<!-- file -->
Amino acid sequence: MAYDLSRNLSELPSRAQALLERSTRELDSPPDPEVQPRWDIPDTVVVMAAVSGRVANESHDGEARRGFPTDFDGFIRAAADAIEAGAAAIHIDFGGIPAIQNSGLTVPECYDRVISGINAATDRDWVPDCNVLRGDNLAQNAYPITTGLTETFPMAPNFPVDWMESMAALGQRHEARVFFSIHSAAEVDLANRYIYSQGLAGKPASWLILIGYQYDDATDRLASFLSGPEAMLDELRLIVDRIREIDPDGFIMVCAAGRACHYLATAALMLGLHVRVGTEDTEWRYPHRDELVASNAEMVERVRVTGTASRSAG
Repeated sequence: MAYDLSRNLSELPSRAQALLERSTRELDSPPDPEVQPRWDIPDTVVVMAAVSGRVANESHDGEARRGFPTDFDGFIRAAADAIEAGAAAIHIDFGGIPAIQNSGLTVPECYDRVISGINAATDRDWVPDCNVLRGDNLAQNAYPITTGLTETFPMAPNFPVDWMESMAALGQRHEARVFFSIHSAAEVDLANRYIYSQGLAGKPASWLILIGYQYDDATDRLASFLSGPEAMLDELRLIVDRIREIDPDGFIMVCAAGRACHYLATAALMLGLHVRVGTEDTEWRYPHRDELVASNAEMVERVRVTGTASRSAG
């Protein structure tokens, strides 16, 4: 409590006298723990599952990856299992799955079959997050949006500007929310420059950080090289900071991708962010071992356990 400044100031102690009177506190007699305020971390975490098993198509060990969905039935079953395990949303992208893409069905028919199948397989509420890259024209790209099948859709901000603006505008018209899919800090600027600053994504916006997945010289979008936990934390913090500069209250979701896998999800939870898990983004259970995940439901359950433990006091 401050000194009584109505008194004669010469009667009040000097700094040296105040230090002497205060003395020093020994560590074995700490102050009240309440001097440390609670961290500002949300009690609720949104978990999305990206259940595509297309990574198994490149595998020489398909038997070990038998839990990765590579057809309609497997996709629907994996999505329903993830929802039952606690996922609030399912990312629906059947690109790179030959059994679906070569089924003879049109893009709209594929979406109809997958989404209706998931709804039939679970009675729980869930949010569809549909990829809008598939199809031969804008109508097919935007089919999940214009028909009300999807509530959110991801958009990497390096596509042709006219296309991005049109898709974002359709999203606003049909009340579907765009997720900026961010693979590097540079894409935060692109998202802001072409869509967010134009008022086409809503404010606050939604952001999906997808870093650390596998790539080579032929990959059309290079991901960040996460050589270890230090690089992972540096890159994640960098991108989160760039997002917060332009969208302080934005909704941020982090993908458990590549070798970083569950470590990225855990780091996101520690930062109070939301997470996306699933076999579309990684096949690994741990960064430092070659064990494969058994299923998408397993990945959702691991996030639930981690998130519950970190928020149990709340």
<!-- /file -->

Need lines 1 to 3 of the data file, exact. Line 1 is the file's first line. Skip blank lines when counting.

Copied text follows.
Amino acid sequence: MAYDLSRNLSELPSRAQALLERSTRELDSPPDPEVQPRWDIPDTVVVMAAVSGRVANESHDGEARRGFPTDFDGFIRAAADAIEAGAAAIHIDFGGIPAIQNSGLTVPECYDRVISGINAATDRDWVPDCNVLRGDNLAQNAYPITTGLTETFPMAPNFPVDWMESMAALGQRHEARVFFSIHSAAEVDLANRYIYSQGLAGKPASWLILIGYQYDDATDRLASFLSGPEAMLDELRLIVDRIREIDPDGFIMVCAAGRACHYLATAALMLGLHVRVGTEDTEWRYPHRDELVASNAEMVERVRVTGTASRSAG
Repeated sequence: MAYDLSRNLSELPSRAQALLERSTRELDSPPDPEVQPRWDIPDTVVVMAAVSGRVANESHDGEARRGFPTDFDGFIRAAADAIEAGAAAIHIDFGGIPAIQNSGLTVPECYDRVISGINAATDRDWVPDCNVLRGDNLAQNAYPITTGLTETFPMAPNFPVDWMESMAALGQRHEARVFFSIHSAAEVDLANRYIYSQGLAGKPASWLILIGYQYDDATDRLASFLSGPEAMLDELRLIVDRIREIDPDGFIMVCAAGRACHYLATAALMLGLHVRVGTEDTEWRYPHRDELVASNAEMVERVRVTGTASRSAG
């Protein structure tokens, strides 16, 4: 409590006298723990599952990856299992799955079959997050949006500007929310420059950080090289900071991708962010071992356990 400044100031102690009177506190007699305020971390975490098993198509060990969905039935079953395990949303992208893409069905028919199948397989509420890259024209790209099948859709901000603006505008018209899919800090600027600053994504916006997945010289979008936990934390913090500069209250979701896998999800939870898990983004259970995940439901359950433990006091 401050000194009584109505008194004669010469009667009040000097700094040296105040230090002497205060003395020093020994560590074995700490102050009240309440001097440390609670961290500002949300009690609720949104978990999305990206259940595509297309990574198994490149595998020489398909038997070990038998839990990765590579057809309609497997996709629907994996999505329903993830929802039952606690996922609030399912990312629906059947690109790179030959059994679906070569089924003879049109893009709209594929979406109809997958989404209706998931709804039939679970009675729980869930949010569809549909990829809008598939199809031969804008109508097919935007089919999940214009028909009300999807509530959110991801958009990497390096596509042709006219296309991005049109898709974002359709999203606003049909009340579907765009997720900026961010693979590097540079894409935060692109998202802001072409869509967010134009008022086409809503404010606050939604952001999906997808870093650390596998790539080579032929990959059309290079991901960040996460050589270890230090690089992972540096890159994640960098991108989160760039997002917060332009969208302080934005909704941020982090993908458990590549070798970083569950470590990225855990780091996101520690930062109070939301997470996306699933076999579309990684096949690994741990960064430092070659064990494969058994299923998408397993990945959702691991996030639930981690998130519950970190928020149990709340």